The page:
I had always been a hard-working girl who tried to appreciate everything that had been given to me in life. I am a member of my high school’s Key Club and participate in all of the service projects. I also am a member of the forensics team and present world issues and offer viable solutions to these issues. However, this summer my eyes were opened in a whole new way. I realized how blessed I truly am, that the key to a genuinely happy life is simplicity and love, and how the power of a simple smile can be enough to change a life. For three weeks, I lived with twenty- seven other teenagers from across the world in a small hotel in the town of La Cruz in Guanacaste, Costa Rica. There, we learned Spanish skills, Costa Rican culture and history, and helped out at two elementary schools.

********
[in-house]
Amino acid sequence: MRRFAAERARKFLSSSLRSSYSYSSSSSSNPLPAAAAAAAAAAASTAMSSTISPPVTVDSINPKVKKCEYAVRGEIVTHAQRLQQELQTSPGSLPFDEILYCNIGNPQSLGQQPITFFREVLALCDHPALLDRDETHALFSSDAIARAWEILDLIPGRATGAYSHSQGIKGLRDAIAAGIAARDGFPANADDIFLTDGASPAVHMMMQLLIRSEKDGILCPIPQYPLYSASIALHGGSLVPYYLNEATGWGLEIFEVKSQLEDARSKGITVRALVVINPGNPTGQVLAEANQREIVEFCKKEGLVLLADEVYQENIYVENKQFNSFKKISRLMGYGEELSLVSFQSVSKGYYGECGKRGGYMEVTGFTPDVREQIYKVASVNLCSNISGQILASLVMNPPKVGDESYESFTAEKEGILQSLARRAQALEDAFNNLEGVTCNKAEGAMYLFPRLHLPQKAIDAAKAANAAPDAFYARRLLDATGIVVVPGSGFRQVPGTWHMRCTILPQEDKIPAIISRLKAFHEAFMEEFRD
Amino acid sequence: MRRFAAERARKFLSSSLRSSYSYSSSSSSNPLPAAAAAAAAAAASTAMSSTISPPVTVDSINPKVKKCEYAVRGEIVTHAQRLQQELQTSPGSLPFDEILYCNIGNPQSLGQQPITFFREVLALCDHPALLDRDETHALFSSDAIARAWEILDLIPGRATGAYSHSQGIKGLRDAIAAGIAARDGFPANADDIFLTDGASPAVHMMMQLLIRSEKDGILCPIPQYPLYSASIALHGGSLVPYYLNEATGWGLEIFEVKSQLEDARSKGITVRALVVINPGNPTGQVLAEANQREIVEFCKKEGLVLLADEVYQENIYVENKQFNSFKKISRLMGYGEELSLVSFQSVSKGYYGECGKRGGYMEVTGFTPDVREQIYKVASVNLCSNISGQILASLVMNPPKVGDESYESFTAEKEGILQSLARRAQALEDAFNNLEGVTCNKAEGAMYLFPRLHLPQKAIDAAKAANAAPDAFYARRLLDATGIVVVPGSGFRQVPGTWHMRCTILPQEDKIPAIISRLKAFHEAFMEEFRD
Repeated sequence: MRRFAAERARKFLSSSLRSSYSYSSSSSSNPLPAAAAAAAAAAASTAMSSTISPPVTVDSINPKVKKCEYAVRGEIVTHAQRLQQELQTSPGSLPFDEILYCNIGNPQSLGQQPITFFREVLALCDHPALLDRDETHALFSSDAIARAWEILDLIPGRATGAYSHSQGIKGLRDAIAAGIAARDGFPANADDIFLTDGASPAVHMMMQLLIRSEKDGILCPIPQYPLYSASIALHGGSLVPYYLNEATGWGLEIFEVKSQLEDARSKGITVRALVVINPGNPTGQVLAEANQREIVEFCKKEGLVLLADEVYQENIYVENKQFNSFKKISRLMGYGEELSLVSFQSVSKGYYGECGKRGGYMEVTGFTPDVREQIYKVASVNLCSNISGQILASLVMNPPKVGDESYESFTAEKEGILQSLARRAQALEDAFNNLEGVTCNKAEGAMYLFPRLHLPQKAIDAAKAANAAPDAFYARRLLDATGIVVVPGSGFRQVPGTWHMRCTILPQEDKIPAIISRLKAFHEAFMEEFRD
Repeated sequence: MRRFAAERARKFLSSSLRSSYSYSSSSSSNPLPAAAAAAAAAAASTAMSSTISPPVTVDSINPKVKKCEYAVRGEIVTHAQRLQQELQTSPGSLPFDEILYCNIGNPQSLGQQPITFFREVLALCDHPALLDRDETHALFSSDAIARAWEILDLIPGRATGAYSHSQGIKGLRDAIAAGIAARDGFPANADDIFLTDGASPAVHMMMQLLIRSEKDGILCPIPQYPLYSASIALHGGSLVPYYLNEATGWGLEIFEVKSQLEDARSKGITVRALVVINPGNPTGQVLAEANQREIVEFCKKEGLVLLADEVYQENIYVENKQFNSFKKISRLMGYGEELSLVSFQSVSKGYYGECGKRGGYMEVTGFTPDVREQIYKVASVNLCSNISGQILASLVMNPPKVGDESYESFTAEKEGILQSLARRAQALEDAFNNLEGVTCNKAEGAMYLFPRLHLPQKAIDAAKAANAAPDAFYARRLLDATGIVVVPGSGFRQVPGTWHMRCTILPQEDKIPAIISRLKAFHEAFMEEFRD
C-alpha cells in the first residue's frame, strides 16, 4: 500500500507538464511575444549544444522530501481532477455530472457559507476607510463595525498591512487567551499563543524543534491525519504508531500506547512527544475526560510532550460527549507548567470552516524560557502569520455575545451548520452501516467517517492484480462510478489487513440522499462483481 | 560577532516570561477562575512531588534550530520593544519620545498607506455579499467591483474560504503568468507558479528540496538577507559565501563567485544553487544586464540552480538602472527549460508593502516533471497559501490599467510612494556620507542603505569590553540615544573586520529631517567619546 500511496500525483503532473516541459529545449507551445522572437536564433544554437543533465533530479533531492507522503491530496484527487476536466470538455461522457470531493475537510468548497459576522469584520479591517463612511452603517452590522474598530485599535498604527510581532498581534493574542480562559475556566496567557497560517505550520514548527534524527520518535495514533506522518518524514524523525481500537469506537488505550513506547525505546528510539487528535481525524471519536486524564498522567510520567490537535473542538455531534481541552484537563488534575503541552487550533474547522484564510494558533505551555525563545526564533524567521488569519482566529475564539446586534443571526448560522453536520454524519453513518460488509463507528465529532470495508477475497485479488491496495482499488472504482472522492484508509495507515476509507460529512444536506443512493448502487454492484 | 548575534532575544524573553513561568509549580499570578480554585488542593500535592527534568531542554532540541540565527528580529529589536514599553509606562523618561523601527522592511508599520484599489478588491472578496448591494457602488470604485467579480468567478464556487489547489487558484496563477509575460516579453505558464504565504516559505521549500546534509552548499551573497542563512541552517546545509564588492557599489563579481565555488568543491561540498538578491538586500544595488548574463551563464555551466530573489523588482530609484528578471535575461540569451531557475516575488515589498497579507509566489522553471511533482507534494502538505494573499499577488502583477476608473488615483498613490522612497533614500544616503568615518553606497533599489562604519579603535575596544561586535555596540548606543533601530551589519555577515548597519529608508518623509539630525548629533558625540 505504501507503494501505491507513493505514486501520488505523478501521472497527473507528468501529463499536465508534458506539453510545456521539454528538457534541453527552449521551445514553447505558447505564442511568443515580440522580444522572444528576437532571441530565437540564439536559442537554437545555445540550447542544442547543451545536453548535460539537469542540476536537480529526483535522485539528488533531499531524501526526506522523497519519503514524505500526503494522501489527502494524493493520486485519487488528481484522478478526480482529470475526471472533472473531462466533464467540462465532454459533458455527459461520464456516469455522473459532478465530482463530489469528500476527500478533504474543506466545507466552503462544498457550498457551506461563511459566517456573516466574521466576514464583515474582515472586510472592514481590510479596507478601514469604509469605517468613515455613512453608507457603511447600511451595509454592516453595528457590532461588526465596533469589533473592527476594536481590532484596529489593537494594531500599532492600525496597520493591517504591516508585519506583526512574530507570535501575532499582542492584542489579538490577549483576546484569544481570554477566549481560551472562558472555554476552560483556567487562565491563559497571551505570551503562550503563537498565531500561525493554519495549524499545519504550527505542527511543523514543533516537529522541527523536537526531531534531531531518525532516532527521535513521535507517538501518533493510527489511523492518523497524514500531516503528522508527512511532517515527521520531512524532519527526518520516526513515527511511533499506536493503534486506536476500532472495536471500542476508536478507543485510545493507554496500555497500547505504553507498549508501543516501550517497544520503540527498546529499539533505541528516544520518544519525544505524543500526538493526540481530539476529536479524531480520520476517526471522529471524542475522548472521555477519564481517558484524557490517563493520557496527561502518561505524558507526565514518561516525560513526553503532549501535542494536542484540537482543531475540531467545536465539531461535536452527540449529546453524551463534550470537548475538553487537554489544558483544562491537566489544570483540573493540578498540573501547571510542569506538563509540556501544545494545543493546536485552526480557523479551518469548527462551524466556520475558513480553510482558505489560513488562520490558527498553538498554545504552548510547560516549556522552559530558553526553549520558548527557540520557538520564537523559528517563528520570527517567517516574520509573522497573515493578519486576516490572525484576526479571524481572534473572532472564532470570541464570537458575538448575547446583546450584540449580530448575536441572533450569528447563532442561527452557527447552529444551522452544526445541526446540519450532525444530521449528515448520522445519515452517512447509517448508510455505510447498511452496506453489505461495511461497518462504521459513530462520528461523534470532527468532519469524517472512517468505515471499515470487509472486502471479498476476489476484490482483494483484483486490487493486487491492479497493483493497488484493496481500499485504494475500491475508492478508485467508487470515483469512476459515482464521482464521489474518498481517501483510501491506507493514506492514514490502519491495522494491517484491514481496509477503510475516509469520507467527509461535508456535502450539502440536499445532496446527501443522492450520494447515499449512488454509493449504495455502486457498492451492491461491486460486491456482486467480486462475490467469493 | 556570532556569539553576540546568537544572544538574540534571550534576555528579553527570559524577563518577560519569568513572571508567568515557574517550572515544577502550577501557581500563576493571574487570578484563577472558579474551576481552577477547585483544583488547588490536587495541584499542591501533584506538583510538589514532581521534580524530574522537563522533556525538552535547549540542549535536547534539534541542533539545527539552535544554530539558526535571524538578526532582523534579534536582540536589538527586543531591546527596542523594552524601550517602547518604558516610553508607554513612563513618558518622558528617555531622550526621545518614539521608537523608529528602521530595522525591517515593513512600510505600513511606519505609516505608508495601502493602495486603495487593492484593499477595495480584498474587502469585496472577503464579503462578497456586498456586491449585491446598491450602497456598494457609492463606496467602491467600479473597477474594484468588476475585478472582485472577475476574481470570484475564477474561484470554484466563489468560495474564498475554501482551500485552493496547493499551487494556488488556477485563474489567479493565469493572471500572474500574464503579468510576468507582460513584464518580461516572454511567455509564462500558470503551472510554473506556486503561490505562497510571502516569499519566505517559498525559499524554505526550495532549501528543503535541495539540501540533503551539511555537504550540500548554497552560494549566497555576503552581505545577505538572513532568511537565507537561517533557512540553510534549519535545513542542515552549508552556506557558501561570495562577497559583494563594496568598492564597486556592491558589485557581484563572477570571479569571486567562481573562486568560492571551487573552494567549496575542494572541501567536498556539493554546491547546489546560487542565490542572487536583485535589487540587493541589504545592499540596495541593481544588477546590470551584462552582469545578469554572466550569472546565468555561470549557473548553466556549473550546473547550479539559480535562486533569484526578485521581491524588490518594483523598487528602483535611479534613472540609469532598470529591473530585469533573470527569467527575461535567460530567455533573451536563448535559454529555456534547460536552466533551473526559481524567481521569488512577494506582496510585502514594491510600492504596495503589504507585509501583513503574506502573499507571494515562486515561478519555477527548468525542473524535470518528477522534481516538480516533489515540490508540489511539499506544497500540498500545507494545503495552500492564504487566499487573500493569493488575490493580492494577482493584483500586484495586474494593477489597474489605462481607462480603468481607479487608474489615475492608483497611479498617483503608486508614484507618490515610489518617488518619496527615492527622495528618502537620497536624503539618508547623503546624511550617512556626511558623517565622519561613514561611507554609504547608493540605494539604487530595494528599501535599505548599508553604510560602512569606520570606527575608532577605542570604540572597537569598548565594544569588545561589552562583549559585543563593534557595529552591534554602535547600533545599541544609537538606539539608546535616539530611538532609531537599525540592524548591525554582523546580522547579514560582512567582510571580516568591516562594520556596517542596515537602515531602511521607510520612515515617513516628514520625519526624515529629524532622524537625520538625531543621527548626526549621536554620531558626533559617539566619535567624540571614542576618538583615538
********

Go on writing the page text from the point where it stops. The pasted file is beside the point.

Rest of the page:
Going on this trip was not only the longest time I have spent away from my family, it was also the first time I had left America; it completely changed my view of the world and how I want to live. The Ticos, the native people of Costa Rica, were welcoming and created an environment perfect for self-growth. These life lessons came in a variety of different forms: the patience and love of the children, the respect for nature and peace that the Ticos have, and the ability to accept and understand others that the students who became my family-away-from-home showed me.
Lesson #1: the power of a smile and a camera.